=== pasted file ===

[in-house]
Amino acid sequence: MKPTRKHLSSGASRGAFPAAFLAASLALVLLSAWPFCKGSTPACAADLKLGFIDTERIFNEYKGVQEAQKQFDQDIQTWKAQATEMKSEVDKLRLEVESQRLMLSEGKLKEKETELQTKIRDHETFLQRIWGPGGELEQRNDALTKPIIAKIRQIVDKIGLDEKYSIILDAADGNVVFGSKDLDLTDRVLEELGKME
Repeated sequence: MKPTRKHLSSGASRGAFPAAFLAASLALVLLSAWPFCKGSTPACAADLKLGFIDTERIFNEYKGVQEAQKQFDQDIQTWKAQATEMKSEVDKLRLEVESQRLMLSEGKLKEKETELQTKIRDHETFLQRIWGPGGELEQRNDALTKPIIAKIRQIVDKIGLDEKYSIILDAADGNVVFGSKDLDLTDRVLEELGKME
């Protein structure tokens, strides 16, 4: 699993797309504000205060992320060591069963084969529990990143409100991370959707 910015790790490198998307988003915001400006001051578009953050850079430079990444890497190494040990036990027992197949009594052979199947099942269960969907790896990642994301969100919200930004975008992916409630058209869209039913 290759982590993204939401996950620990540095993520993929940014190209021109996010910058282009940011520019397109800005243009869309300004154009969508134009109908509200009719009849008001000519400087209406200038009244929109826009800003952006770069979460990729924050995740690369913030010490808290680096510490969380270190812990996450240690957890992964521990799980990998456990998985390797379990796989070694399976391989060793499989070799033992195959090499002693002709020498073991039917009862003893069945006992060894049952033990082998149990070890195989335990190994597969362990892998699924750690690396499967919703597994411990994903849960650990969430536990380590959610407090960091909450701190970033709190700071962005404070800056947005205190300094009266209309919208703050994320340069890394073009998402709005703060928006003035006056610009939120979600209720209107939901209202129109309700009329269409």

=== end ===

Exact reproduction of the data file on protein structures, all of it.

[in-house]
Amino acid sequence: MKPTRKHLSSGASRGAFPAAFLAASLALVLLSAWPFCKGSTPACAADLKLGFIDTERIFNEYKGVQEAQKQFDQDIQTWKAQATEMKSEVDKLRLEVESQRLMLSEGKLKEKETELQTKIRDHETFLQRIWGPGGELEQRNDALTKPIIAKIRQIVDKIGLDEKYSIILDAADGNVVFGSKDLDLTDRVLEELGKME
Repeated sequence: MKPTRKHLSSGASRGAFPAAFLAASLALVLLSAWPFCKGSTPACAADLKLGFIDTERIFNEYKGVQEAQKQFDQDIQTWKAQATEMKSEVDKLRLEVESQRLMLSEGKLKEKETELQTKIRDHETFLQRIWGPGGELEQRNDALTKPIIAKIRQIVDKIGLDEKYSIILDAADGNVVFGSKDLDLTDRVLEELGKME
């Protein structure tokens, strides 16, 4: 699993797309504000205060992320060591069963084969529990990143409100991370959707 910015790790490198998307988003915001400006001051578009953050850079430079990444890497190494040990036990027992197949009594052979199947099942269960969907790896990642994301969100919200930004975008992916409630058209869209039913 290759982590993204939401996950620990540095993520993929940014190209021109996010910058282009940011520019397109800005243009869309300004154009969508134009109908509200009719009849008001000519400087209406200038009244929109826009800003952006770069979460990729924050995740690369913030010490808290680096510490969380270190812990996450240690957890992964521990799980990998456990998985390797379990796989070694399976391989060793499989070799033992195959090499002693002709020498073991039917009862003893069945006992060894049952033990082998149990070890195989335990190994597969362990892998699924750690690396499967919703597994411990994903849960650990969430536990380590959610407090960091909450701190970033709190700071962005404070800056947005205190300094009266209309919208703050994320340069890394073009998402709005703060928006003035006056610009939120979600209720209107939901209202129109309700009329269409």